With Labelexpo Americas only days away, packaging industry experts are focusing on the “how” of label design and production. That is as it should be. But label and packaging pros should also be aware of market forces. Lately, product label transparency is one such force.

I don’t mean literal transparency. iC3D does give designers the ability to control the transparent appearance of label artwork and 3D model surfaces. But for the purposes of this blog, I’m talking about transparency of product information.

Product labels have inherent potential for conflict. Consumer demand for helpful, truthful information can be at odds with a manufacturer’s need to advertise and persuade. In many cases, the government enforces label content, as we discussed in a recent blog. Recently, however, consumers tend to want more.

Transparency and ROI
On August 30, Label Insight, a cloud-based data refinery for product information, released a new report on the value of product transparency. Based on a survey of over 2,000 consumers, the study links transparency about a product to increased consumer trust, brand loyalty, and revenue growth. Highlights from the report, Driving Long-Term Trust and Loyalty Through Transparency, include:

  • 94% of respondents said they are likely to be loyal to a brand that offers complete transparency, with 81% indicating they would be willing to try the entire portfolio of that brand’s products.
  • 73% of all respondents said they would pay more for a product that provided full transparency, with 86% of “millennial moms” (18-34-year-old women with children) indicating they would pay more for completely transparent food products.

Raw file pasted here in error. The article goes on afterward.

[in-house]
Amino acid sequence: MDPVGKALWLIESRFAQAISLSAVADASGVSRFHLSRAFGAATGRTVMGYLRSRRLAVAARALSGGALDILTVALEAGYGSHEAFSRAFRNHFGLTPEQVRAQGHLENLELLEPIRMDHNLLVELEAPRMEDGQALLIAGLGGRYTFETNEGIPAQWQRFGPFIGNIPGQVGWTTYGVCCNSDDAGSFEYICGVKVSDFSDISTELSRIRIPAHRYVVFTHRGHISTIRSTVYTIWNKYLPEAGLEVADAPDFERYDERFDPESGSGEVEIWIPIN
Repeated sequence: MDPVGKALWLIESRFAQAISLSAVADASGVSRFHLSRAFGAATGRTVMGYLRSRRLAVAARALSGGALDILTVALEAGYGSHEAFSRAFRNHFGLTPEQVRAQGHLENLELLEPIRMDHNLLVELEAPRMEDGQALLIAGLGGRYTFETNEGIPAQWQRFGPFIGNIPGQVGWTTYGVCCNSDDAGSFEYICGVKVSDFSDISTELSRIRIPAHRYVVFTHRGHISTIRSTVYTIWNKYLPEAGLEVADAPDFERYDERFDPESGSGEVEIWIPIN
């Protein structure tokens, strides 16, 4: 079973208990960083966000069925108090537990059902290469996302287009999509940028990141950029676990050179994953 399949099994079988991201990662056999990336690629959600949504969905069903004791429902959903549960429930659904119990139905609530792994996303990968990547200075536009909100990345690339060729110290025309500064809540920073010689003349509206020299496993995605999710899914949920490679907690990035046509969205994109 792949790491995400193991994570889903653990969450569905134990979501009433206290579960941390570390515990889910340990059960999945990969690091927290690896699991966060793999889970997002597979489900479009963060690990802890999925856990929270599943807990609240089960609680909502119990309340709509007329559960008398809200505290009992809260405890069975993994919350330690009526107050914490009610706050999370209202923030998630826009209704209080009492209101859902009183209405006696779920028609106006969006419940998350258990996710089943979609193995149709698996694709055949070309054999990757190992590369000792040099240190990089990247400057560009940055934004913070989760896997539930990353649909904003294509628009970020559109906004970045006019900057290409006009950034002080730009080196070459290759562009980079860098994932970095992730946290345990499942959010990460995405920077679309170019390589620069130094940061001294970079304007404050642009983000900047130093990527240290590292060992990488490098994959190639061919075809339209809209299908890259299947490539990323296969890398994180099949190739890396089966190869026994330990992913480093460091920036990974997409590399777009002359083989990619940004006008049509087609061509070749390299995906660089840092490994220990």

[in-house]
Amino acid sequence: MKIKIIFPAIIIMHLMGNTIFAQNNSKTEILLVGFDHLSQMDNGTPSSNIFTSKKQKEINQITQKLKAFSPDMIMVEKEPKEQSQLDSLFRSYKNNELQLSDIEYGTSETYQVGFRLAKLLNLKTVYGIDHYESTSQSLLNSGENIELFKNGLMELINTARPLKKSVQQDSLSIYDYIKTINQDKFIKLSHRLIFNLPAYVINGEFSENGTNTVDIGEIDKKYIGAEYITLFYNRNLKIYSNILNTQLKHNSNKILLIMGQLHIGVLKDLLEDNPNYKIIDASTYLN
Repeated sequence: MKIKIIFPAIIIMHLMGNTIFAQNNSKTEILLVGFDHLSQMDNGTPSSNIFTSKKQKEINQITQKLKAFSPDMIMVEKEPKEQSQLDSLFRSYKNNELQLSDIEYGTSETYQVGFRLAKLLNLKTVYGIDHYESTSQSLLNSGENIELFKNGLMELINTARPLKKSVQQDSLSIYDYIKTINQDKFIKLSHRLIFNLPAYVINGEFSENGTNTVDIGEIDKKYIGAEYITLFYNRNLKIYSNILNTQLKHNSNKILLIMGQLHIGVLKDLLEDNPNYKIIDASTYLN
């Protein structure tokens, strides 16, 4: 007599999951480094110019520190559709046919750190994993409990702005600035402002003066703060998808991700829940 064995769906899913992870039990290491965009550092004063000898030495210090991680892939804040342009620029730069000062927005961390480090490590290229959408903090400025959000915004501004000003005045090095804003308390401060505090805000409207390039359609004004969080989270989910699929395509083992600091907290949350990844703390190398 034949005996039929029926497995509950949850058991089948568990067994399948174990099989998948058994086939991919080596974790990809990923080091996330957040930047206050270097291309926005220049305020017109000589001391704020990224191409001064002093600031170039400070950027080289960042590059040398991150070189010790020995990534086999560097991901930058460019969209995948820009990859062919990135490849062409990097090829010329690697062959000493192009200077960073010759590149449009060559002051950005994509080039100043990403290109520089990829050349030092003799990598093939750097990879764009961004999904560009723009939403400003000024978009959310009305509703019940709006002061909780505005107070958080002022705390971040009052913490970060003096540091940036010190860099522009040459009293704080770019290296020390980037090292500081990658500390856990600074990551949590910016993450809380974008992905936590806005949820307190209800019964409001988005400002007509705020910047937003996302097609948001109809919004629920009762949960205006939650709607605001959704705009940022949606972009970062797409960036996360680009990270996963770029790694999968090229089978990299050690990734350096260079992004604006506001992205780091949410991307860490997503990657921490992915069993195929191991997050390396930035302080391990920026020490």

How Much Information—and Where to Find It
The study identified many different types of information needed to establish this level of consumer trust. These include ingredients and health-related information, social claims (e.g., environmental sustainability,) and even tips on preparation of use. Clearly, all that information won’t fit on the label itself. (More on that later.) So, Label Insight is actively supporting the SmartLabel approach developed by a group of consumer companies and associations in 2015.

According to the Label Insight study, 53% of the important “millennial moms” demographic prefer to access product information via mobile devices. This parallels many other consumer research highlighting the importance of mobile in the shopping experience.

SmartLabel1The basic idea behind SmartLabel is to use standardized, mobile-optimized webpages, accessible via a Google search of the brand, or by scanning a stylized QR Code or entering a shortened URL in a browser. According to their website, SmartLabel is planning to certify mobile apps. These will presumably simplify the search and scanning process.

SmartLabel2SmartLabel web pages display information required for full product transparency. These can include ingredients, nutrition and allergen information, usage instructions, advisory information, and a host of other data, including GMO and sustainability disclosures. Hellmann’s/Unilever and other brands have already posted SmartLabel pages. As product label transparency gains momentum, many more will follow.

The Impact on Label Design
If Label Insight and others are correct, SmartLabel mobile information will become commonplace. But sooner or later it will have to become standard practice for the physical label — and for in-store display signage. Savvy brand marketers will make sure their labels advertise transparency and make it easy to use. That will have a big effect on label design.

As we discussed last month, many consumers resist scanning QR Codes. This is mostly because of misuse (and bad mobile experiences) in ill-advised marketing campaigns over the past 10 years. Entering shortened URLs or doing Google searches is somewhat better, but still not ideal. SmartLabel’s plans to certify mobile apps are encouraging. But ultimately the physical label itself must be used to promote widespread use.

Packaging and labels are a visual medium. In-store consumers are its “viewing audience.” Brands have to design, fine-tune, and test SmartLabel identifiers and scanable elements—just like any other part of a package or label. Preferably brands should be able to do this without expensive physical prototypes.

The good news is that iC3D is the ideal environment for doing just that—in virtual, 3D space. As companies like Label Insight build support for greater information disclosure, designers can create the ideal “digital gateways” for product label transparency.